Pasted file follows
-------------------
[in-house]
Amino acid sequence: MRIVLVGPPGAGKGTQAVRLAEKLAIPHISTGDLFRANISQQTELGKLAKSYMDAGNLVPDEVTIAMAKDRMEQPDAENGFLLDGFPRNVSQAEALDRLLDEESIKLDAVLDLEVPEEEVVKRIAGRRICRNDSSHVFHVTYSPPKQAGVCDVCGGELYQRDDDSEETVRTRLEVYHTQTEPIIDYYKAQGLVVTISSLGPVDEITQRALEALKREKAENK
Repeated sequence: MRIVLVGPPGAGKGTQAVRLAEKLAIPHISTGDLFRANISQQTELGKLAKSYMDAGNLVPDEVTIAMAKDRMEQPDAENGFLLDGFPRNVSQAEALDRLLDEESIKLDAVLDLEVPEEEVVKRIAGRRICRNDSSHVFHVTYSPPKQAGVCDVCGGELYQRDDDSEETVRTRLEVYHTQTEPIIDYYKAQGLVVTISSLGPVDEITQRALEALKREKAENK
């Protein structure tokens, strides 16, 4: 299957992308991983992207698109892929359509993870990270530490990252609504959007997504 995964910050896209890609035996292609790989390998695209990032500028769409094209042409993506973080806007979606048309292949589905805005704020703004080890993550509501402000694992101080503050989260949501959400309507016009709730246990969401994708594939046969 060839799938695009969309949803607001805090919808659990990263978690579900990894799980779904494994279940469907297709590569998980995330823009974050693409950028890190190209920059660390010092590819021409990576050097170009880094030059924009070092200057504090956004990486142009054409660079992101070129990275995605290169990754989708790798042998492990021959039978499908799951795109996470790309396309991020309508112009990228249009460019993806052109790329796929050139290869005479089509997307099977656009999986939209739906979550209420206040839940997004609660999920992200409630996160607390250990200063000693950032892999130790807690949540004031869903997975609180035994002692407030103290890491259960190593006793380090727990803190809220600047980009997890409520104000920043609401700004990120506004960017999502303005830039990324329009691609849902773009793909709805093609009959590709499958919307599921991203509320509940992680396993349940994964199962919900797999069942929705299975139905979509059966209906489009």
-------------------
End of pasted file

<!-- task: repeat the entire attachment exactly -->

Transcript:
[in-house]
Amino acid sequence: MRIVLVGPPGAGKGTQAVRLAEKLAIPHISTGDLFRANISQQTELGKLAKSYMDAGNLVPDEVTIAMAKDRMEQPDAENGFLLDGFPRNVSQAEALDRLLDEESIKLDAVLDLEVPEEEVVKRIAGRRICRNDSSHVFHVTYSPPKQAGVCDVCGGELYQRDDDSEETVRTRLEVYHTQTEPIIDYYKAQGLVVTISSLGPVDEITQRALEALKREKAENK
Repeated sequence: MRIVLVGPPGAGKGTQAVRLAEKLAIPHISTGDLFRANISQQTELGKLAKSYMDAGNLVPDEVTIAMAKDRMEQPDAENGFLLDGFPRNVSQAEALDRLLDEESIKLDAVLDLEVPEEEVVKRIAGRRICRNDSSHVFHVTYSPPKQAGVCDVCGGELYQRDDDSEETVRTRLEVYHTQTEPIIDYYKAQGLVVTISSLGPVDEITQRALEALKREKAENK
């Protein structure tokens, strides 16, 4: 299957992308991983992207698109892929359509993870990270530490990252609504959007997504 995964910050896209890609035996292609790989390998695209990032500028769409094209042409993506973080806007979606048309292949589905805005704020703004080890993550509501402000694992101080503050989260949501959400309507016009709730246990969401994708594939046969 060839799938695009969309949803607001805090919808659990990263978690579900990894799980779904494994279940469907297709590569998980995330823009974050693409950028890190190209920059660390010092590819021409990576050097170009880094030059924009070092200057504090956004990486142009054409660079992101070129990275995605290169990754989708790798042998492990021959039978499908799951795109996470790309396309991020309508112009990228249009460019993806052109790329796929050139290869005479089509997307099977656009999986939209739906979550209420206040839940997004609660999920992200409630996160607390250990200063000693950032892999130790807690949540004031869903997975609180035994002692407030103290890491259960190593006793380090727990803190809220600047980009997890409520104000920043609401700004990120506004960017999502303005830039990324329009691609849902773009793909709805093609009959590709499958919307599921991203509320509940992680396993349940994964199962919900797999069942929705299975139905979509059966209906489009």